The Airborne Invasion of Normandy

On June 5, 13,400 American paratroopers boarded C-47 aircraft for the largest airborne operation in history. Problems began as they crossed into France. 


Top Photo: General Dwight D. Eisenhower addresses American paratroopers prior to D-Day. U.S. Army photograph

The plan for the invasion of Normandy was unprecedented in scale and complexity. It called for American, British, and Canadian divisions to land on five beaches spanning roughly 60 miles. Planners determined that the 82nd and 101st Airborne Divisions were needed to seize four causeways behind Utah Beach. This would prevent the Germans from reinforcing beach defenses and set the conditions for an American breakout.

On June 5, 13,400 American paratroopers boarded C-47 aircraft for the largest airborne operation in history. Problems began as they crossed into France. Encountering a cloud bank over the Cotentin Peninsula, most pilots climbed or dove, and antiaircraft fire further dispersed the fleet. In the resulting chaos, aircrews dropped their planeloads far away from their intended drop zones.

Most paratroopers landed with little idea of where they were. In the darkness, men from both divisions intermixed and fought scores of small battles as they moved across the French countryside. Confused, the Germans lost time trying to decide where to direct their counterattacks.


Paratroopers of the 101st Airborne Division seized causeways one and two in the vicinity of Pouppeville. Lieutenant Colonel Robert G. Cole, commander of the 3rd Battalion of the 502nd Parachute Infantry Regiment, landed in the 82nd sector and moved to assault causeways three and four. With these causeways secured by 7:30 a.m., the 101st was able to link up with the 4th Infantry Division near causeway two around midday on June 6.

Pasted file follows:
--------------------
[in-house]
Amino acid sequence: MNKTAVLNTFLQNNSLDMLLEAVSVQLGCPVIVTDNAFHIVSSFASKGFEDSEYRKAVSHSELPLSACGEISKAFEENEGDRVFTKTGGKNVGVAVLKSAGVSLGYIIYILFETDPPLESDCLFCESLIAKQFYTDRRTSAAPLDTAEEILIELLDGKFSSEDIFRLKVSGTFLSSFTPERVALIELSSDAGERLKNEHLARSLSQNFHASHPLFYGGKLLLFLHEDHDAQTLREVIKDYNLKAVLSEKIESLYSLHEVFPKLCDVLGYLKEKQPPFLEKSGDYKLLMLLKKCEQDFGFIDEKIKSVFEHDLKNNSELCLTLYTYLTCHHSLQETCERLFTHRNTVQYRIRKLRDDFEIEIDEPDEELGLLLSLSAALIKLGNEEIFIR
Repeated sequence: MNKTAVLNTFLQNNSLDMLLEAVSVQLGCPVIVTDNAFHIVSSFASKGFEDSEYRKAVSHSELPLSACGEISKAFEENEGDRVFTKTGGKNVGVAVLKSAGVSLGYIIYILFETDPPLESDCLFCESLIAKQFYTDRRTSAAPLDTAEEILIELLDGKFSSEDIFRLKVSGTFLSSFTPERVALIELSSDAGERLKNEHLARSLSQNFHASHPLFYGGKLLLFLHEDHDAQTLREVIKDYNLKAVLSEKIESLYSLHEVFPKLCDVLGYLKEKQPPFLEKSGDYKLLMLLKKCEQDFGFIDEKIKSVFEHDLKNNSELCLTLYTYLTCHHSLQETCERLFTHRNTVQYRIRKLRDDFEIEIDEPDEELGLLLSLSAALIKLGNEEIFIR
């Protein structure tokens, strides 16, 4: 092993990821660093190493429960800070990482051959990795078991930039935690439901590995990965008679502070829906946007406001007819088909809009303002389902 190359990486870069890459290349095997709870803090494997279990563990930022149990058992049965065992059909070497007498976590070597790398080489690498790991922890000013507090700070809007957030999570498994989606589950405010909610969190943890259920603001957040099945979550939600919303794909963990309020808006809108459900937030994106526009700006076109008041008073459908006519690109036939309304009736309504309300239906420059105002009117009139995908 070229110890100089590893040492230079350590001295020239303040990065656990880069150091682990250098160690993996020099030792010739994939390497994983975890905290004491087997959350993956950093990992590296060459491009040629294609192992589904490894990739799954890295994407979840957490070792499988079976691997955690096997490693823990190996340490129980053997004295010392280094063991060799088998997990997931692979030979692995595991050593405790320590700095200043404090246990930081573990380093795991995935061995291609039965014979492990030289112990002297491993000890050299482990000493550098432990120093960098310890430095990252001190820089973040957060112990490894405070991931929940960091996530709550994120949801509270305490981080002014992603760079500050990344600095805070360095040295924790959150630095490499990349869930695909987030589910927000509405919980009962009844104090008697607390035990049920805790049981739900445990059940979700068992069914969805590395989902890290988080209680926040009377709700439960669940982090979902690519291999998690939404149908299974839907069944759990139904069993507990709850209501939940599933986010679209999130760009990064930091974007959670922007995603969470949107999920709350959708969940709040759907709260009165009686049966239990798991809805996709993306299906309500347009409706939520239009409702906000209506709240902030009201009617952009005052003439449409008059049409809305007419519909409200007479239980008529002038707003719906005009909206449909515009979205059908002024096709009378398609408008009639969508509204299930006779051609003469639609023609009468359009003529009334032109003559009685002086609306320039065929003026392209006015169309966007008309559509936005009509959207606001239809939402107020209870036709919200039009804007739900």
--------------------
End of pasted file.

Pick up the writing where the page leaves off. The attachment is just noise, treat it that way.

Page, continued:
The 82nd’s 507th and 508th Parachute Infantry Regiments were spread across the countryside west of the Merderet River. The only unit that landed near its drop zone was Colonel William E. Ekman’s 505th Parachute Infantry Regiment, whose main objective was Sainte-Mère-Église and a small bridge at La Fière. Major Edward Krause led a group that took the town shortly after 4:00 a.m. Meanwhile, Brigadier General James M. Gavin led a band of paratroopers to La Fière. Despite taking the bridge, troopers were unable to hold the far end of the attached causeway, and the ensuing brutal battle lasted for days.

Lieutenant Colonel Benjamin H. Vanderoort’s 2nd Battalion of the 505th Parachute Infantry Regiment defended Sainte-Mère-Église’s northern approaches. Vandervoort sent Lieutenant Turner Turnbull further north to set up a roadblock at Neuville-au-Plain. Turnbull and his 40 paratroopers fought against German counterattacks for six hours and bought critical time for the rest of the 505th to solidify the town’s defense.

There were four glider assaults on D-Day bringing in badly needed reinforcements. The glider landings were almost as poorly dispersed as the parachute drops but with fewer casualties. In all, 2,499 American paratroopers became casualties on D-Day. In the 82nd alone, 15 of the 16 battalion commanders in the infantry regiments were killed or wounded. Despite these losses, the Airborne Divisions accomplished their missions and secured a place in the annals of US Army history.


Peter Crean

Colonel (Ret) Peter Crean is the Vice President of Education and Access at the National WWII Museum and is responsible for the content aspects of the Museum’s mission.  

Learn More